February’s molecule of the month – Covid

 

 

Covid and a Scientist

Many will know that in addition to being an assistant curate in the Severn Valley Benefice, I am also a scientist; I lecture and carry out research in pharmacology at Aston University. For the last 30 or so years, my research has centred around a substance called calcitonin gene-related peptide (CGRP), although in recent years my interests have broadened. Currently I have funding to carry out two projects. One is a novel way of developing antibodies to recognise proteins that are found on the surface of cells; one of these recognises CGRP and is called the CGRP receptor. When it interacts with CGRP, it changes shape and this in turn activates the cell. This relates to the second project, which is using computers to understand how receptors change shape to activate cells. New antibodies will tell us where receptors are found in the body and how this changes in disease; they can also be used as drugs. A better understanding of how receptors change shape will help us design new drugs which bind to them. Modern science is a team effort and both of these projects are being carried out with my long-term collaborator and friend, Professor Mark Wheatley at Coventry University; in addition, the computer project is being driven by another friend and colleague, Dr John Simms, at Aston University.

Our research is some distance away from producing drugs that can be given to patients; we are interested in the underlying science. There are also no very strong links between CGRP and Covid. As a result, we are not directly doing Covid research; others are much better placed to take the lead on this. However, ultimately our research may feed into therapies to treat Covid.

The Covid virus attaches itself to our cells by means of the “spike protein”, which exists on the outside of the virus. This is a large protein (Fig 1) with several different parts. It is embedded in the outer covering of the virus using a “stalk”, and the “headgroup” of the protein sticks out into the blood of the person who is infected. This headgroup is able to recognise a protein that is  found on the surface of cells in our lungs (and a few other places) called ACE2 (Angiotensin converting enzyme 2). This normally makes a substance that helps control blood pressure. Unfortunately, it also sticks tightly to the headgroup of the Covid spike protein. When the two bind, the Covid spike protein changes shape and pulls the virus against the surface of the lung cells allowing the virus to enter and damage these cells.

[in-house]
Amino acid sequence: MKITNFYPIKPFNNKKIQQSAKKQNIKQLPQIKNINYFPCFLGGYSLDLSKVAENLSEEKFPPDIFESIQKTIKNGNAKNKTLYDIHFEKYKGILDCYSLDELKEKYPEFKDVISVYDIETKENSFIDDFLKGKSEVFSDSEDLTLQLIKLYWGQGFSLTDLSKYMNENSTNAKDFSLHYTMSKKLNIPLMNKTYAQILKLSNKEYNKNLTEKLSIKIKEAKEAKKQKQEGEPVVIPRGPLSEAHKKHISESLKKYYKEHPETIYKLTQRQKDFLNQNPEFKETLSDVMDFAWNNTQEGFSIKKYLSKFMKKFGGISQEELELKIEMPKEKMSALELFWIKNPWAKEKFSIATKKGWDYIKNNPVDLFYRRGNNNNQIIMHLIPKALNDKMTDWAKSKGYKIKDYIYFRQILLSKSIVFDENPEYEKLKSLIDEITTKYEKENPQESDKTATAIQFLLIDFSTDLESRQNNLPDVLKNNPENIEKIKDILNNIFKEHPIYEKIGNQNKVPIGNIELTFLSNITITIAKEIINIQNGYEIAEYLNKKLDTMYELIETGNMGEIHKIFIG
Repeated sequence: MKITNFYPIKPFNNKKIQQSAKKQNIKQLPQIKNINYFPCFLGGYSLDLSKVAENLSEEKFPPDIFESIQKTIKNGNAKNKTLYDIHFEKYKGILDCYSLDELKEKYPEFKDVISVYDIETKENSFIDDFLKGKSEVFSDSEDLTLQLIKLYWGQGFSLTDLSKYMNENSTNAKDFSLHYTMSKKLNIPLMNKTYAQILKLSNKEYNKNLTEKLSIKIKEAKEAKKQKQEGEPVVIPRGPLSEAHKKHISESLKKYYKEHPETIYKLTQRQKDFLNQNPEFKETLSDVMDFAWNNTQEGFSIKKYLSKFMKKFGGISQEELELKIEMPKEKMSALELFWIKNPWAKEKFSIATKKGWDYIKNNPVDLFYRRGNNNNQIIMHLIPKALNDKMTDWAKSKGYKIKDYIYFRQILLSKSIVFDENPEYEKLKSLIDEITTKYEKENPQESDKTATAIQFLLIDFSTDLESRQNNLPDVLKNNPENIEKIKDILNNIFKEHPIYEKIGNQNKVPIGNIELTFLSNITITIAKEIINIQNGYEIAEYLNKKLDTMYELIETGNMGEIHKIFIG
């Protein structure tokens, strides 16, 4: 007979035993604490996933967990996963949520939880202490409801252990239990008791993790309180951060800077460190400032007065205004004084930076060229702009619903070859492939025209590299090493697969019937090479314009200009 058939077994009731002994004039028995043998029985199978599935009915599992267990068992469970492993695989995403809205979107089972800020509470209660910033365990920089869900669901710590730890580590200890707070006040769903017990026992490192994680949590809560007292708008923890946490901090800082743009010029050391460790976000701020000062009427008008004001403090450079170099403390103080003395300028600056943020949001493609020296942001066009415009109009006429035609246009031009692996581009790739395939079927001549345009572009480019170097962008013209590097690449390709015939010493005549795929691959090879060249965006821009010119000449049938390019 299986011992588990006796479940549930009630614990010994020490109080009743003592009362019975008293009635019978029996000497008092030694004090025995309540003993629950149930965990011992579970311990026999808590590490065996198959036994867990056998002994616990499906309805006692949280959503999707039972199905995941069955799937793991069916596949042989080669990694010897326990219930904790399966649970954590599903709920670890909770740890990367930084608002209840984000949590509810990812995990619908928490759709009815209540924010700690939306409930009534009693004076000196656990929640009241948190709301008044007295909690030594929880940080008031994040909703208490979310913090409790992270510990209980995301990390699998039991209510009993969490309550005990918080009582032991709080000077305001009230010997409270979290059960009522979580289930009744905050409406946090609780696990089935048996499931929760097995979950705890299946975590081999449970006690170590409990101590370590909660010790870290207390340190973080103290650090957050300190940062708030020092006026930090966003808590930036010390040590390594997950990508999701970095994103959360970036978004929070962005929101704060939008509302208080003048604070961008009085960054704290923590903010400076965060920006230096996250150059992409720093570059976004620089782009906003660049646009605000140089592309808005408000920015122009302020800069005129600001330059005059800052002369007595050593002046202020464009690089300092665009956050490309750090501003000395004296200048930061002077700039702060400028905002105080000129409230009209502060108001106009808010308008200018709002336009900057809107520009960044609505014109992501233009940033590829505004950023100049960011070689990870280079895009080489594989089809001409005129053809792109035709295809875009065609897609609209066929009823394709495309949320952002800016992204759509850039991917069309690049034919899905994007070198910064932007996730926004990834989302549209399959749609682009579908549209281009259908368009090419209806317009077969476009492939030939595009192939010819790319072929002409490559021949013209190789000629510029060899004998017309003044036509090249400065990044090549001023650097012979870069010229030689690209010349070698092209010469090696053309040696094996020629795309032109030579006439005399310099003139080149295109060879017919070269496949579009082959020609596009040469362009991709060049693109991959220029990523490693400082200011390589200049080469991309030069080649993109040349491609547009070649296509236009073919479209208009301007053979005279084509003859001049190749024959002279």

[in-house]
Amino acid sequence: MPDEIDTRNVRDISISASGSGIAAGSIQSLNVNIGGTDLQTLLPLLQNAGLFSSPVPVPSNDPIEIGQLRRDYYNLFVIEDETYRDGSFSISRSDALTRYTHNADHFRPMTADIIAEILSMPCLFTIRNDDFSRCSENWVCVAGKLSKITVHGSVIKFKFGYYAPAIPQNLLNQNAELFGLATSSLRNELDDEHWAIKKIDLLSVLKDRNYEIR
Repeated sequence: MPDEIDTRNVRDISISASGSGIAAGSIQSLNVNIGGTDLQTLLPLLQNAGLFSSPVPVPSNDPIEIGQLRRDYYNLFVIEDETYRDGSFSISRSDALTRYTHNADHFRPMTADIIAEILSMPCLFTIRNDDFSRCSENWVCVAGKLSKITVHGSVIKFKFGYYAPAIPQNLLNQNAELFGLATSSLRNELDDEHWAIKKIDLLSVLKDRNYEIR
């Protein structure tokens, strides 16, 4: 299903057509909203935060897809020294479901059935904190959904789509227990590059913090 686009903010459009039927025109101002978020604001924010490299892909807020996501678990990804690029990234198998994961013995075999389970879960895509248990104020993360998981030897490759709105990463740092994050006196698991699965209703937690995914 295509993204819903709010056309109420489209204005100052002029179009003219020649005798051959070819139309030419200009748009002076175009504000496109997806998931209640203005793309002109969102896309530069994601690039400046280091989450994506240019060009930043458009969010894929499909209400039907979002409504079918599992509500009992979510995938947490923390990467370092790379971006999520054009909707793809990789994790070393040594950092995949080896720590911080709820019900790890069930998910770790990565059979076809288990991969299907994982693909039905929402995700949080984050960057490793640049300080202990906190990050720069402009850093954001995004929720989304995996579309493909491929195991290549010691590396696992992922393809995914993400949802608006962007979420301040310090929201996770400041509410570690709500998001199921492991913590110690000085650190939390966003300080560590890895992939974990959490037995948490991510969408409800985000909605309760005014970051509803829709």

Vaccines work by getting our immune system to produce antibodies that bind to the headgroup of the spike protein, so stopping it from sticking to ACE2 on lung cells. The technology we are trying to develop for new antibodies may provide new ways of making vaccines. Our work on how proteins change shape may help us understand both how mutations to the spike protein can change its properties and also develop drugs to block it from bringing the virus into contact with the surface of lung cells.

 

 

Fig – The ACE2 protein (bottom, green and blue), sitting in the membrane covering lung cells, binds to the Covid spike protein (top, purple and pink) Taken from the Protein Structure Database. [labelled CovSP ACE2]

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